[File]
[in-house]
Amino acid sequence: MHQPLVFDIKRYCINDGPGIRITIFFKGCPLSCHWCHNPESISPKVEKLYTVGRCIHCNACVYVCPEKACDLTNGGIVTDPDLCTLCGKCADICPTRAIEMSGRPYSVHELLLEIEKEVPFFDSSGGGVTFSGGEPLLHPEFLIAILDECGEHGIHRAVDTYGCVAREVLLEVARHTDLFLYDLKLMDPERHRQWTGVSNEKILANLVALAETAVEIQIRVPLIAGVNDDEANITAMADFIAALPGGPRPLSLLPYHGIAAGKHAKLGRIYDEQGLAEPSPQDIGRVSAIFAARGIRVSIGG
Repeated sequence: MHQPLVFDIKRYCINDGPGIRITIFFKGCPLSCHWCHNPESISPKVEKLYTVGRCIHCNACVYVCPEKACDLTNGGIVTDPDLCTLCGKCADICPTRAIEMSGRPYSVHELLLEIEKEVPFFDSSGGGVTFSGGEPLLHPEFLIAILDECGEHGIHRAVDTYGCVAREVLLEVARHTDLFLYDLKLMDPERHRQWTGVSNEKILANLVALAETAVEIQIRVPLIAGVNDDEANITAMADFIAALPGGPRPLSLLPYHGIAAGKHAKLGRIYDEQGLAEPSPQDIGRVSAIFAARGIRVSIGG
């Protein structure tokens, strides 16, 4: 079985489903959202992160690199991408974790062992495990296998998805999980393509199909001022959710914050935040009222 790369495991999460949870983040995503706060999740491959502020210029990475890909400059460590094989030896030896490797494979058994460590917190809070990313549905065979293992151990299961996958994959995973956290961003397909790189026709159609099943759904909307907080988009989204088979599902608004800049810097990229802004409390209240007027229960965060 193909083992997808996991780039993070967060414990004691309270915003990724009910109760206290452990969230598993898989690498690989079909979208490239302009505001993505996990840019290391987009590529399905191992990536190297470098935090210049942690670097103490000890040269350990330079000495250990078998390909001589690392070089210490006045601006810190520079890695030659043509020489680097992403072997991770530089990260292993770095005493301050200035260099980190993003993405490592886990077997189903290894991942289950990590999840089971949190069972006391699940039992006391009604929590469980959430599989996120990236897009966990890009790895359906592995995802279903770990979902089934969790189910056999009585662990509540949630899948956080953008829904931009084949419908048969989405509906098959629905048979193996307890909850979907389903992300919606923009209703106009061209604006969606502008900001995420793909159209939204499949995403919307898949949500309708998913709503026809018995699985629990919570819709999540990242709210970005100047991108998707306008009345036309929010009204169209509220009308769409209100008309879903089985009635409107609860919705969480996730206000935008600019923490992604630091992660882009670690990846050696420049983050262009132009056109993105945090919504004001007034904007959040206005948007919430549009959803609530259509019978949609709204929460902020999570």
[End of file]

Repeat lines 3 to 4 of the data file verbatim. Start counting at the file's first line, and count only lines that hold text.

Repeated sequence: MHQPLVFDIKRYCINDGPGIRITIFFKGCPLSCHWCHNPESISPKVEKLYTVGRCIHCNACVYVCPEKACDLTNGGIVTDPDLCTLCGKCADICPTRAIEMSGRPYSVHELLLEIEKEVPFFDSSGGGVTFSGGEPLLHPEFLIAILDECGEHGIHRAVDTYGCVAREVLLEVARHTDLFLYDLKLMDPERHRQWTGVSNEKILANLVALAETAVEIQIRVPLIAGVNDDEANITAMADFIAALPGGPRPLSLLPYHGIAAGKHAKLGRIYDEQGLAEPSPQDIGRVSAIFAARGIRVSIGG
């Protein structure tokens, strides 16, 4: 079985489903959202992160690199991408974790062992495990296998998805999980393509199909001022959710914050935040009222 790369495991999460949870983040995503706060999740491959502020210029990475890909400059460590094989030896030896490797494979058994460590917190809070990313549905065979293992151990299961996958994959995973956290961003397909790189026709159609099943759904909307907080988009989204088979599902608004800049810097990229802004409390209240007027229960965060 193909083992997808996991780039993070967060414990004691309270915003990724009910109760206290452990969230598993898989690498690989079909979208490239302009505001993505996990840019290391987009590529399905191992990536190297470098935090210049942690670097103490000890040269350990330079000495250990078998390909001589690392070089210490006045601006810190520079890695030659043509020489680097992403072997991770530089990260292993770095005493301050200035260099980190993003993405490592886990077997189903290894991942289950990590999840089971949190069972006391699940039992006391009604929590469980959430599989996120990236897009966990890009790895359906592995995802279903770990979902089934969790189910056999009585662990509540949630899948956080953008829904931009084949419908048969989405509906098959629905048979193996307890909850979907389903992300919606923009209703106009061209604006969606502008900001995420793909159209939204499949995403919307898949949500309708998913709503026809018995699985629990919570819709999540990242709210970005100047991108998707306008009345036309929010009204169209509220009308769409209100008309879903089985009635409107609860919705969480996730206000935008600019923490992604630091992660882009670690990846050696420049983050262009132009056109993105945090919504004001007034904007959040206005948007919430549009959803609530259509019978949609709204929460902020999570």